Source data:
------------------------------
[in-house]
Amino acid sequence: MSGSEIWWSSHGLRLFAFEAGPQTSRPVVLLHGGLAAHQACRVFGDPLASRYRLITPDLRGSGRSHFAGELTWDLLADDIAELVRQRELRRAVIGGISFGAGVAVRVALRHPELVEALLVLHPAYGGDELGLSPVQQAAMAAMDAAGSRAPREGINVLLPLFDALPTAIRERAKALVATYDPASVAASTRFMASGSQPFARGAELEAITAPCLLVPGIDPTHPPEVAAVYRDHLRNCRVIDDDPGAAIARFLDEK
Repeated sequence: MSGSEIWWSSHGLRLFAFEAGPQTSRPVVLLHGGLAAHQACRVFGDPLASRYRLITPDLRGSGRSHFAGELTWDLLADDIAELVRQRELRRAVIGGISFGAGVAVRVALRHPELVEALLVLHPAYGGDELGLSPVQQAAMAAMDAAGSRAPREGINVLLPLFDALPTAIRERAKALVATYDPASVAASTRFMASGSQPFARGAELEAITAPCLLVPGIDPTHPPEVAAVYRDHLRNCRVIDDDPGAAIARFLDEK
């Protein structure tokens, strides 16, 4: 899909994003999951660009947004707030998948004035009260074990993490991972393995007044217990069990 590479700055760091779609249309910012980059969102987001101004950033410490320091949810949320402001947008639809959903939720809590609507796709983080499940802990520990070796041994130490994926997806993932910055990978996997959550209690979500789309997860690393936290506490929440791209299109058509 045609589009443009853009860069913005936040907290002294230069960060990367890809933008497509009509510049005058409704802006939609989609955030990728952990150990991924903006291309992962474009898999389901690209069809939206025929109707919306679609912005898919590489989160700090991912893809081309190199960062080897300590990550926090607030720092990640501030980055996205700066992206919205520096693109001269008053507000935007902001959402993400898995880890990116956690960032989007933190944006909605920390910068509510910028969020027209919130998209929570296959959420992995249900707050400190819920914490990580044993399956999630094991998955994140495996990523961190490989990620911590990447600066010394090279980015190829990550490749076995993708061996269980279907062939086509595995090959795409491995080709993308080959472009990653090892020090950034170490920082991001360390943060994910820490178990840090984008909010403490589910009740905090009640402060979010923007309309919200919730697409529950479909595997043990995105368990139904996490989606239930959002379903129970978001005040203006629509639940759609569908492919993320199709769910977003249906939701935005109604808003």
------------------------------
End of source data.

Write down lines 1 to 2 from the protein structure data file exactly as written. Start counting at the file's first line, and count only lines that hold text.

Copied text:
[in-house]
Amino acid sequence: MSGSEIWWSSHGLRLFAFEAGPQTSRPVVLLHGGLAAHQACRVFGDPLASRYRLITPDLRGSGRSHFAGELTWDLLADDIAELVRQRELRRAVIGGISFGAGVAVRVALRHPELVEALLVLHPAYGGDELGLSPVQQAAMAAMDAAGSRAPREGINVLLPLFDALPTAIRERAKALVATYDPASVAASTRFMASGSQPFARGAELEAITAPCLLVPGIDPTHPPEVAAVYRDHLRNCRVIDDDPGAAIARFLDEK